We study the molecular mechanisms of action of small molecules and use them as tools to understand biochemical processes or in drug discovery. We are interested in molecular pharmacology and the mechanistic role of the endocannabinoid system (ECS) in inflammation and neuromodulation. In particular, we study how endogenous and potentially therapeutic ligands modulate cellular processes, with a focus on translational aspects.
Our group works on cannabinoid CB2 receptor ligands (recent example), endocannabinoid transport and the hemporessin-like peptide endocannabinoids, the pepcan endocanna-binoids (pepcans), which were recently identified. Pepcan-12 (RVD-hemopressin) is a CB1 negative allosteric modulator and CB2 positive allosteric modulator in vitro (Petrucci et al. 2017). In a SNFS funded project are currently developing a conditional polypoint mutant pepcan-12 knock in mouse model based on our insight that pepcans are exclusively present and possibly generated in noradrenergic cells (Hofer et al. 2015).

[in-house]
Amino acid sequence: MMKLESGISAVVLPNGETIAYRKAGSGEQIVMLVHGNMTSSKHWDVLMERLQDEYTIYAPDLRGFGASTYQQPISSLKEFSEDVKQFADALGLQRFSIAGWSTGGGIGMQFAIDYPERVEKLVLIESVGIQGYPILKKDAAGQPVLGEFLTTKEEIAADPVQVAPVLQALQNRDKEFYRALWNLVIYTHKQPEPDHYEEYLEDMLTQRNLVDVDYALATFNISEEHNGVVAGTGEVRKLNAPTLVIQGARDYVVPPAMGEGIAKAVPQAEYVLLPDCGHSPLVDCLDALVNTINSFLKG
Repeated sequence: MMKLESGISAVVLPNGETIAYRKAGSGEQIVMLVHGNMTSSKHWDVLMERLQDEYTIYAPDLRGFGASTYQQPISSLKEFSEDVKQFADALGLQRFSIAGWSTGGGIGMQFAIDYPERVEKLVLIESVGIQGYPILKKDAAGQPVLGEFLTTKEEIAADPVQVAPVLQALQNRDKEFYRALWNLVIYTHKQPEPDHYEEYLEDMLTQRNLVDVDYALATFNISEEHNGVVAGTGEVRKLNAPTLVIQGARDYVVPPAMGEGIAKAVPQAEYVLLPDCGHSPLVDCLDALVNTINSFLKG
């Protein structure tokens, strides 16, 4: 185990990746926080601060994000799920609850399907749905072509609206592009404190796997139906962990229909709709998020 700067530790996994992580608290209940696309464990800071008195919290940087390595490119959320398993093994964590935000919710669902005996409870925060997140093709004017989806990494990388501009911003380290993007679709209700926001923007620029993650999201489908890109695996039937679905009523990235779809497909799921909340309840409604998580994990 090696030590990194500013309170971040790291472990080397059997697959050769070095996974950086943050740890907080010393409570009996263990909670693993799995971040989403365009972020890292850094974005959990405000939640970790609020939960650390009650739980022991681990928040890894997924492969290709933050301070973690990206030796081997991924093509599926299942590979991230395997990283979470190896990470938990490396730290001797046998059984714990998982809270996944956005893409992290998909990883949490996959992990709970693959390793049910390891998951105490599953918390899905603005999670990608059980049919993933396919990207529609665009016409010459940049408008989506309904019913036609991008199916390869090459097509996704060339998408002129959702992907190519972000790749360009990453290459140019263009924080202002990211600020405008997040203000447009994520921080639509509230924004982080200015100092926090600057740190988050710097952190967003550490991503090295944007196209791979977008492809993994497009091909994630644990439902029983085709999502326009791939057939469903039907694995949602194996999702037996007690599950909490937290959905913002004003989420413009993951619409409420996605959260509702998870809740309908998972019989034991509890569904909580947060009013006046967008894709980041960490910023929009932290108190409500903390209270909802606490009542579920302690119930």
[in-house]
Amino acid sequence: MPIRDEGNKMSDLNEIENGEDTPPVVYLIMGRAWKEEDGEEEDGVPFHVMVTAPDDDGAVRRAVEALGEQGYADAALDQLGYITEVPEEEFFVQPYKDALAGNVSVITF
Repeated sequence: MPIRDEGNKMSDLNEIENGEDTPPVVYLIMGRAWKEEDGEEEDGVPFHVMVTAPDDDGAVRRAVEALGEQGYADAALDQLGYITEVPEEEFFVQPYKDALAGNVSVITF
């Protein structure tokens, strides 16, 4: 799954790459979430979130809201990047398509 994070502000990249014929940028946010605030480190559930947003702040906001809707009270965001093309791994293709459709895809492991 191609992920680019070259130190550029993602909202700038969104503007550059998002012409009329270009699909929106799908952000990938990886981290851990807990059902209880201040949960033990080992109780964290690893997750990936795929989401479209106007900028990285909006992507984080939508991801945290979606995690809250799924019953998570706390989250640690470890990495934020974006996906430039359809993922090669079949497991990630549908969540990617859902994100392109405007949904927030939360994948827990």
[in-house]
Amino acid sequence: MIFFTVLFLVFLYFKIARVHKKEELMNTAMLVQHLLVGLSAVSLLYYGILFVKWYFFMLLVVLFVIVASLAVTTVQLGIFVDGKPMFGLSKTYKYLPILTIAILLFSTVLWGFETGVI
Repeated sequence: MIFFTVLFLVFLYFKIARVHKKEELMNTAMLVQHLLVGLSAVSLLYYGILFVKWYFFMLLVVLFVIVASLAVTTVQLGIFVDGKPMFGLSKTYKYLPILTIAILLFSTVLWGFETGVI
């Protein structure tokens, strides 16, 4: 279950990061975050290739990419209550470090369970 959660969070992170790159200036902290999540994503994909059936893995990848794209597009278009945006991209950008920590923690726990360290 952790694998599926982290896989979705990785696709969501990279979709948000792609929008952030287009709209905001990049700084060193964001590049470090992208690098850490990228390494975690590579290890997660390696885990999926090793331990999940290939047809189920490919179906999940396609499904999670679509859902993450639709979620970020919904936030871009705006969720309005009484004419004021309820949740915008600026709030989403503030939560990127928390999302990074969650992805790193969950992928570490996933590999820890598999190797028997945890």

We use chemical biology to address pharmacological questions as well as basic research related to lipid signaling within the arachidonic acid network. Using LC-MS/MS and GC-MS in our laboratory we are interested in metabolic signaling networks in cellular processes. Our group has a strong interest in natural products as chemical scaffolds to manipulate specific biochemical pathways. Within the NCCR TransCure we develop novel endocannabinoid transport and FAAH inhibitors and are interested in mechanisms of endocannabinoid transport, in particular how endocannabinoids traffick between the outer and inner layer of the plasma membrane and how this is coupled to degradation.
We collaborate on research questions related to membrane transporters in disease and biological systems, with a focus on translational research. Our spin-off company Synendos Therapeutics AG is going to develop the first selective endocannabinoid reuptake inhibitors (SERIs) in humans.
For recent publications, please visit the external Group Website for more information.